1. Where did you
learn about dogs?
We have lived with dogs, and lots of other animals, all of our lives. We have
trained our horses and llamas the quiet way, which is also known as natural
training. Native American Indians worked their horses this way and it is
based on true animal communication. We do not use “traditional”
dog training methods, because we don’t believe they are as simple &
effective as natural training.
don’t you use choke chains, shock collars, halter collars or clickers?
People like to use devices – they seem quick and easy. We believe that
as long as you rely on a device you are not teaching your dog to use her
brain. You are relying on the gimmick to create the action and it will be more
difficult for you and your dog to be off leash or good at distances and
distractions. Relationships should not be built on bribery or force –
they should be built on love, trust and respect. We teach people to connect
with their dogs in a way the dog understands quickly. In our trainings we
have you use your touch, your voice and your intentions to modify your dogs
behavior and respond to your requests.
3. Does this
training work with all dogs?
Our training works with all ages and types of dogs. The
key is communication and developing an ongoing relationship of love, trust
and respect. Our goal is to teach you to understand your dog, and know how to
develop healthy a relationship with her.
4. How long
should my training sessions be?
A relationship is on going all of the time, not done in sessions. You don’t think of being a good parent
or partner for 10-15 minute sessions a day – it is who you are as a
parent or partner all day long and the same applies to leadership. With
a large vocabulary you can communicate and connect all day long – giving
your dog lots of jobs to do to keep him busy and entertained. This creates a
happy human and a happier dog.
5. What kind of
leash/collar is best?
We are very picky about the collars and leashes we recommend. The wider the better for the comfort of the
dog and it should be made of a stiff material that does not collapse and
become narrow if the dog were to pull against it. Narrow collars can cause damage to the
trachea and cause too much discomfort.
The same can be said for leashes. A ¾”
– 1” wide leash made of a double thick nylon is the best as it is
more comfortable to your hand and it has greater weight with which to
communicate. Light weight leashes are
no good – it is like trying to take your dance partner around the floor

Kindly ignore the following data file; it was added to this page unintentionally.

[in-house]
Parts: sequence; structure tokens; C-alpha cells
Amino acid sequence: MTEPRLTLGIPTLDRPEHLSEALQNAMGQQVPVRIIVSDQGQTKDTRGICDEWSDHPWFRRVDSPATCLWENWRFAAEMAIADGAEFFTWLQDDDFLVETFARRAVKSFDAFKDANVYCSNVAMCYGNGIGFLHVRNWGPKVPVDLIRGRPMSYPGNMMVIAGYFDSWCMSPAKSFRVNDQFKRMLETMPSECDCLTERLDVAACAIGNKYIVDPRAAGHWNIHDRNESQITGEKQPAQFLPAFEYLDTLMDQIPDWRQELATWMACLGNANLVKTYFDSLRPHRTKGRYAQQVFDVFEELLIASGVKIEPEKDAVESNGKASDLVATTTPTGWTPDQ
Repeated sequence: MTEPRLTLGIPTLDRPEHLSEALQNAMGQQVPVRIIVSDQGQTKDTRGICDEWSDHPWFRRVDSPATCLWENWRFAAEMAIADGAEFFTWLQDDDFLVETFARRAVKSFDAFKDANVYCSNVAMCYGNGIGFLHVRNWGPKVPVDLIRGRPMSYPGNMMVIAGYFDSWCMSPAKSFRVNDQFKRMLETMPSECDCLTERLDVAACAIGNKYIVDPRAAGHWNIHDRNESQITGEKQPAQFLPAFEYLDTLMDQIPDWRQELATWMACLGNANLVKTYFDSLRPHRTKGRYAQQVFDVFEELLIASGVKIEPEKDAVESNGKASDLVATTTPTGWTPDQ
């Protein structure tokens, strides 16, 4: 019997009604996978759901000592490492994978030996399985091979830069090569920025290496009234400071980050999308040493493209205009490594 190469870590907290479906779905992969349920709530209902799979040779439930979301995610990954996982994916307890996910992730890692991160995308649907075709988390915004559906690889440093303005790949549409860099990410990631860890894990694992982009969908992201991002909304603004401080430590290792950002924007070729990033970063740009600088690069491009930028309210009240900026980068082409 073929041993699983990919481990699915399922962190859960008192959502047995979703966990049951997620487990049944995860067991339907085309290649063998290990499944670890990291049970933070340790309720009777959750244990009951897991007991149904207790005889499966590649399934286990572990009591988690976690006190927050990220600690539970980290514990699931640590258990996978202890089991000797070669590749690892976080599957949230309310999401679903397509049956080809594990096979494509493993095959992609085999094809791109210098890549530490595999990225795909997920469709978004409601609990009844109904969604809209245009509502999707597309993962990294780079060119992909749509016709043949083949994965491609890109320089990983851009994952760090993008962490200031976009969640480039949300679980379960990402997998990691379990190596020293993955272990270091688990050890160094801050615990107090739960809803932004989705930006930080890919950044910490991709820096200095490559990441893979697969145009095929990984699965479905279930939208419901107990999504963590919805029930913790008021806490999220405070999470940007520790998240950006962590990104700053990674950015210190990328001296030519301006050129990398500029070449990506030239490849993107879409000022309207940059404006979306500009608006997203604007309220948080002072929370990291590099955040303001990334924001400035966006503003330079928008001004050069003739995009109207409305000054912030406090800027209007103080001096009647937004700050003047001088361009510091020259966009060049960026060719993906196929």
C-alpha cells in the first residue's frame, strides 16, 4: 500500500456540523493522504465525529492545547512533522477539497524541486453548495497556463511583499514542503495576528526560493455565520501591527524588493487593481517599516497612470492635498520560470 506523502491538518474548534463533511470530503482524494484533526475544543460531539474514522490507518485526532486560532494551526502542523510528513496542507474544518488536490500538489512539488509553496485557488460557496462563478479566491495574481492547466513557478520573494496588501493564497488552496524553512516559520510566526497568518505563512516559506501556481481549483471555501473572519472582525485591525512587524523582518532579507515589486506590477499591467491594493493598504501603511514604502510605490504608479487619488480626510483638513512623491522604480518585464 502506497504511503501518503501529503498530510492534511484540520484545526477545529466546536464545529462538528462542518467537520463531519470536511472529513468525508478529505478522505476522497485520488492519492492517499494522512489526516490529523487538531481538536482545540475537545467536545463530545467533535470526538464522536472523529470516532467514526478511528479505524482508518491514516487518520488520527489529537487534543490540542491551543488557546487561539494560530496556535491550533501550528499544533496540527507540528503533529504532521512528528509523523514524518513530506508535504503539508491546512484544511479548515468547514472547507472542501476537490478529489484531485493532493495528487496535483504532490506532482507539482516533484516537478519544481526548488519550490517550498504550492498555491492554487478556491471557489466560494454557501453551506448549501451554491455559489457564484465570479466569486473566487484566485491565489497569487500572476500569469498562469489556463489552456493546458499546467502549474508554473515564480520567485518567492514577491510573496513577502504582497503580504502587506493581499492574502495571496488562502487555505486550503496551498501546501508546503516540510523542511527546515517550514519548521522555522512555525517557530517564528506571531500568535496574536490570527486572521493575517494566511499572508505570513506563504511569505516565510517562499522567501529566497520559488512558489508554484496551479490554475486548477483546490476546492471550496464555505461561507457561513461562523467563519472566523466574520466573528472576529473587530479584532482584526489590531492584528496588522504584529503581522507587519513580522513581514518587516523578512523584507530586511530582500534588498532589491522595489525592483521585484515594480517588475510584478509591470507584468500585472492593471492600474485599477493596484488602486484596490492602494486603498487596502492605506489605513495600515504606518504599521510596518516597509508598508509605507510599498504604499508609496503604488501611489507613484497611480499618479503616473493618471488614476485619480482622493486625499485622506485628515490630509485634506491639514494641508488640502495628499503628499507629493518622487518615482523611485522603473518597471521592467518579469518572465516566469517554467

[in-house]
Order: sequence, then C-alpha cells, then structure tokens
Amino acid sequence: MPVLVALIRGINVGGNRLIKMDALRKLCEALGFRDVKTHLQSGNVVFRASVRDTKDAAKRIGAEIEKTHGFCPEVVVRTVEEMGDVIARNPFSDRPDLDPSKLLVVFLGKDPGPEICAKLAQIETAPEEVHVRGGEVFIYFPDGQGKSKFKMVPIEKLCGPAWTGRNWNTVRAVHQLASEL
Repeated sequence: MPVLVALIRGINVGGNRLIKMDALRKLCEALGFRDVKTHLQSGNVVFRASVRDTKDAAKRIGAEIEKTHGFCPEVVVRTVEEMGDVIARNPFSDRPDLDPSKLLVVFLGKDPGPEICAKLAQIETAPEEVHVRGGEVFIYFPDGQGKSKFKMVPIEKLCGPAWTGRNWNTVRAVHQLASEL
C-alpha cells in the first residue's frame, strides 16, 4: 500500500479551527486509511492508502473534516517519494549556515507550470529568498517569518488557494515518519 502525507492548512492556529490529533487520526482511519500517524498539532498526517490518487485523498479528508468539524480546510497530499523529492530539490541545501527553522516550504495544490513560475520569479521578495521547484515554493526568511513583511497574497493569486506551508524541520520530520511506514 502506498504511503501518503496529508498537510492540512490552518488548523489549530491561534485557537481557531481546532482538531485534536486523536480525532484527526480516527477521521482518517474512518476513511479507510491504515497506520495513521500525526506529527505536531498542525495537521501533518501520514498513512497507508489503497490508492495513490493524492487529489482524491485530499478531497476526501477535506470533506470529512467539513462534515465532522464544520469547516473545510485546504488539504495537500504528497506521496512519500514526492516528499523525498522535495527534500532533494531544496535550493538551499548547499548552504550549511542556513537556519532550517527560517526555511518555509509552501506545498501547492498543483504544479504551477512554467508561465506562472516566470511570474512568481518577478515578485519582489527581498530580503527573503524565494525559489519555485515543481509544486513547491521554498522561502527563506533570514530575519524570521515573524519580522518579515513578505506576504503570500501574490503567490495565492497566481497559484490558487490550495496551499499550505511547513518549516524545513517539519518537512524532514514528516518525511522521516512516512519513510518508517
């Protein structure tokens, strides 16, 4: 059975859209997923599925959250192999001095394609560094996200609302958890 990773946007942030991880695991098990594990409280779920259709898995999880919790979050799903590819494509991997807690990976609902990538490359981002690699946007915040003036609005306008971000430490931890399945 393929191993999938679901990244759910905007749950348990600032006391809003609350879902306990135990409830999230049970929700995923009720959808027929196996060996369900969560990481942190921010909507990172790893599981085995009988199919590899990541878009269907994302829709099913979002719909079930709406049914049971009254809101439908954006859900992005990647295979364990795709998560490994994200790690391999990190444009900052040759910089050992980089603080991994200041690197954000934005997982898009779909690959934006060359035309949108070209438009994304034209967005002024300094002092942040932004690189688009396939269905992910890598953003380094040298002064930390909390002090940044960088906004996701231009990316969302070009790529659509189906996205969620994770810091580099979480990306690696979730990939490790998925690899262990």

by one hair – you have to work too hard to get results. By holding your partners ponytail you can
do less and accomplish way more.
Remember – always do the least amount possible to get results –
it is what is fair to the dog.
6. How do I fit
the collar to my dog?
Be sure that your collar is comfortable to your dog. It should be a strong,
but comfortable material like, nylon, leather or cotton and try not to get
one with sharp edges. Some of the fancier collars that have designs on them
have melted or stitched edges that have a sharper edge to them – these
are not the best for your dog. Look for doublewide edges or nice thick
material. Beware of the designer collars
that may be pretty but are not functional.
Take your collar and put the edges between your thumb and forefinger
and press down – does it collapse and become narrow? Then it is not stiff enough to be gentle to
your dog. A collar needs to be stiff
enough so it disperses the energy when you give a direction.
When the collar is on the dog you should be able to fit a flat hand (four
fingers) between her neck and the collar, not too big to slide off and not
too small to choke. If you are sizing a collar on a puppy, please make sure
you check the sizing every couple of days – as puppies grow quickly and
could out grow the collars before your know it.
7. When should
Right away. We say dogs are never too young or too old to learn. Puppies are
learning all of the time so it is better to begin now and teach them correct
habits and good manners, rather than wait until they have learned all of the
bad ones and you have to work twice as hard to get on the right track.
Rescue dogs could use a little time to get used to the new environment, but
don’t wait too long. As soon as she seems to have settled, start with
some of the simpler rules of the house and build from there. That way she is
clear about her status in her new home and she will feel more secure.
8. Is it ever
too late to train?
Any dog who entered our home would be expected to learn the rules of our